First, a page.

There is nothing quite like the unremitting power of a great opera to stun and pummel the core senses like a thunderbolt of lightning to the observer’s faculties. Sadly, despite some impressive constituent tools, The Invited fails to reach transcendental heights. That does not make it poor, just mid-table fare.
Yet, the premise is an enticing one. The year is 1916 and we find ourselves in rural Suffolk. Two sisters are holed up in their idyll, cut-off from the wider world. In this isolated setting, news arrives of the battle in the Somme. Emily (Emma Häll) is a woman of science, rooted in rationale and logic.
Her sister, Violet (Sarah Minns), on the other hand, is a spiritual woman seemingly possessed, especially when she speaks of the gods of ancient Greece returning to cleanse the world of all sin.
Meanwhile, a lady from the nearby town, Mrs Galloway (Miriam Sharrad) pops by with a piece of correspondence that stirs up the frayed and frazzled further. She comes to the girls’ house proffering good intentions, but Violet believes otherwise. Above all, what does the letter say and how are these sisters implicated?
Stationed to the rear and stage left, the musicians are very much integrated into the stage space, in a set-up familiar to opera on the fringe. There is simply not enough room to have a pit orchestra plying its definition. This does create some problems for this production. Seeing as Studio 2 of the Arcola is arranged so that the audience envelopes the stage, it means that a third of the amassed are situated behind the horn and wind musicians. If placed in those seats, there would be a genuine threat of the voices being drowned out and lost in the honk, whistle and general aural fog.
Above all, the main fault lying at the feet of ‘The Invited’ is that it simply takes a bit too long to get going. The music itself is lyrical though, dancing with a restless fidget, creating portent and forward thrust. It is a score that puts the ‘motion’ into ‘emotion’, with a nagging, consistent peripatetic feel.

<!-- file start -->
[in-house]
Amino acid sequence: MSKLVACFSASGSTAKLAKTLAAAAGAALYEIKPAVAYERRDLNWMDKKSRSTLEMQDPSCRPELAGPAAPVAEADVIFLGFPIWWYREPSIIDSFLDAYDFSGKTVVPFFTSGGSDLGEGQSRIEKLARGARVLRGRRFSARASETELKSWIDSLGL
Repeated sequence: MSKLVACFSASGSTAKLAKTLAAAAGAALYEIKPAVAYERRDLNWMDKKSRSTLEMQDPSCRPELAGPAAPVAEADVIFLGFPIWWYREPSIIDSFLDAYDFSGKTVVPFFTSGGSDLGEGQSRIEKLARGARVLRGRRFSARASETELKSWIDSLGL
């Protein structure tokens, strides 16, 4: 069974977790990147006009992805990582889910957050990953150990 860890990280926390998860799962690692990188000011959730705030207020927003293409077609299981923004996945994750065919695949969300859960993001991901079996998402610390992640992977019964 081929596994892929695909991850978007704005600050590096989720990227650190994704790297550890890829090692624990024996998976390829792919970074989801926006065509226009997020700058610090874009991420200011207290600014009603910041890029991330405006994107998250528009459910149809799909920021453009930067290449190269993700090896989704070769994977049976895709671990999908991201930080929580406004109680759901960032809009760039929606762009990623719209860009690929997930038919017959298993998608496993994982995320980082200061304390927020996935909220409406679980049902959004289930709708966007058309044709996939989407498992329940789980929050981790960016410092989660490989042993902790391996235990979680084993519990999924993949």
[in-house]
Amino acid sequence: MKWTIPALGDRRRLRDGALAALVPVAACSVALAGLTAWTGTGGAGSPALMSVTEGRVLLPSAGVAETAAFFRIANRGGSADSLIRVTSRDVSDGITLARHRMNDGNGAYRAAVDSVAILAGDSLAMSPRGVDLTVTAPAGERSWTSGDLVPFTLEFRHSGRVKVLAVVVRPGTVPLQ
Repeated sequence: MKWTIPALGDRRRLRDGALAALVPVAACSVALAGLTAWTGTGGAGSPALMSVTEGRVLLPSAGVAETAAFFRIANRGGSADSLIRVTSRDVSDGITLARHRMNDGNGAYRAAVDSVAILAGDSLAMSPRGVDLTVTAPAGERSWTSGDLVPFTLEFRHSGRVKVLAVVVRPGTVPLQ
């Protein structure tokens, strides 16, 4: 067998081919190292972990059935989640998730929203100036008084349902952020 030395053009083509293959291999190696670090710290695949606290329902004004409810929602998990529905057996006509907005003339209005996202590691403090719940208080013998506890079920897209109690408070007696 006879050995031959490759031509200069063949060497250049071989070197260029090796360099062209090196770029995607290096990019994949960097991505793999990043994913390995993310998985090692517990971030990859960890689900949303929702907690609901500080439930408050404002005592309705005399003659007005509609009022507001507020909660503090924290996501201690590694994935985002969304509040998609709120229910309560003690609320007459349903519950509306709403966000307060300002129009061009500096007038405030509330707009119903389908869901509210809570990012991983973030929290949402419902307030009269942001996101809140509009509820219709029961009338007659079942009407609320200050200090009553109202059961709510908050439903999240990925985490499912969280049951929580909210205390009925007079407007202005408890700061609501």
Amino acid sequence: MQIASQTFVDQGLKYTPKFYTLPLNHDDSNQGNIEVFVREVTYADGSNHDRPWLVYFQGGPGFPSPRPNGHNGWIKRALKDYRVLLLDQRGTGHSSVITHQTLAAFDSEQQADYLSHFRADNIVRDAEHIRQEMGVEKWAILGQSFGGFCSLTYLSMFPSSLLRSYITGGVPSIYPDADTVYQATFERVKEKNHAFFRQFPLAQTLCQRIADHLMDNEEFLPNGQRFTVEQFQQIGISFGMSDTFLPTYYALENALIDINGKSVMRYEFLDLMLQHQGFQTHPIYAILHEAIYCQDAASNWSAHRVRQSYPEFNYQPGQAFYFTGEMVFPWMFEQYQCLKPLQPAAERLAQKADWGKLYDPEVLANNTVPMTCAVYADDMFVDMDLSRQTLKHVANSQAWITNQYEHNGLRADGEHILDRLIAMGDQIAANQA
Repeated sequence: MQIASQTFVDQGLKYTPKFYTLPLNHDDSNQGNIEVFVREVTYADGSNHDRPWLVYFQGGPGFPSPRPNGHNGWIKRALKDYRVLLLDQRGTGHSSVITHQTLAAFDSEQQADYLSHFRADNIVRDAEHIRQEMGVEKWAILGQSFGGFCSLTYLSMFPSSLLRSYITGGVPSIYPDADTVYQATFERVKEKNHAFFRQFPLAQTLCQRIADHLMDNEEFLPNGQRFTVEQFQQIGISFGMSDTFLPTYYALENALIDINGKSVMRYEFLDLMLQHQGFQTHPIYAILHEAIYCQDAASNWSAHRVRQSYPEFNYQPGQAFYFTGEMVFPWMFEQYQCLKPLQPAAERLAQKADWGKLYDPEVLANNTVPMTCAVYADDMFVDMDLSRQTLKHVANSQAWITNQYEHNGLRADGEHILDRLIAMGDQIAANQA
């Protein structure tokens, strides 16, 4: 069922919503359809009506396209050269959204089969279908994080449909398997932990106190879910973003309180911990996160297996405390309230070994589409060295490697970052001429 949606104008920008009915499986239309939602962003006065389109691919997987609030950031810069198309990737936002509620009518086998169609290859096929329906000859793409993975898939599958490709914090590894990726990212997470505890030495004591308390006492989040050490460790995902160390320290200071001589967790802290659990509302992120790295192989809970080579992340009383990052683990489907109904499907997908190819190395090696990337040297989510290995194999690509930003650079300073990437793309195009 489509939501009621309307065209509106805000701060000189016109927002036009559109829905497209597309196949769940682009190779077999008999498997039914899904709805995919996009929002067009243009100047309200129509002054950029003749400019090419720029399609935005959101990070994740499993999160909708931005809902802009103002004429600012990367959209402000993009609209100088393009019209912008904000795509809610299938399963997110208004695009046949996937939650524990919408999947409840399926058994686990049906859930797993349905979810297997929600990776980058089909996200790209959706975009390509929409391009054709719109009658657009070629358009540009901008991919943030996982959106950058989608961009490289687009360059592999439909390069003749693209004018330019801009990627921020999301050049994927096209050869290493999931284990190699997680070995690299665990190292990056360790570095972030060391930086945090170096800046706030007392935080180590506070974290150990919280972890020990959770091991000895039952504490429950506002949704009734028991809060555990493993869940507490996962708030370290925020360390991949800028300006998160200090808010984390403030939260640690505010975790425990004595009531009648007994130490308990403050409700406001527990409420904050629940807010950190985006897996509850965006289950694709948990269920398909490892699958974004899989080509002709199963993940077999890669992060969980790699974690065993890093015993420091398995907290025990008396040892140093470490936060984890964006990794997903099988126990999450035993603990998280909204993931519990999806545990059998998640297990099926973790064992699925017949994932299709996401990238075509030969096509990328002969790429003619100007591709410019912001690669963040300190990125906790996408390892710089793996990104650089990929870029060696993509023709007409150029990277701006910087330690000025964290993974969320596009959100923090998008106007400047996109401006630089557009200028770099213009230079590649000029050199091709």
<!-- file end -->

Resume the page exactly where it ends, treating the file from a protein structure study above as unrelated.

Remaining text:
Further, the performers impress with a vocal prowess that would not be out of place on far grander stages than that of the homely, modest preserve of fringe.
But, that said; a flat note is struck in the physicality, especially in the amount of pawing conducted by Emily towards Violet. The ingratiating pleas are suffocating irrespective of the fact that it is from concern. Gradually, it points towards a monotonous physicality struggling to convey the full spectrum of emotion as emitted vocally. It is a glaring contradiction. Although perpetually overwrought, Sarah Minns as Violet, is more effective in this regard.
The final third ramps up the tension rather brilliantly, as it embraces Shakespearian tragedy as well as that of a classic Libretto. The Invited may have moments where it misfires, but equally, it also shows flashes of brilliance. A genuine mixed bag.
Review by Greg Wetherall
Opera Room presents The Invited by Richard Knight and Norman Welch
Emily, a woman of science, dismisses the omen of her sister Violet. Yet both of them have seen figures in the trees… Following an acclaimed run at St Paul’s Church, Covent Garden, this gripping new psychological melodrama comes to Grimeborn.
Sunday 23rd August 2015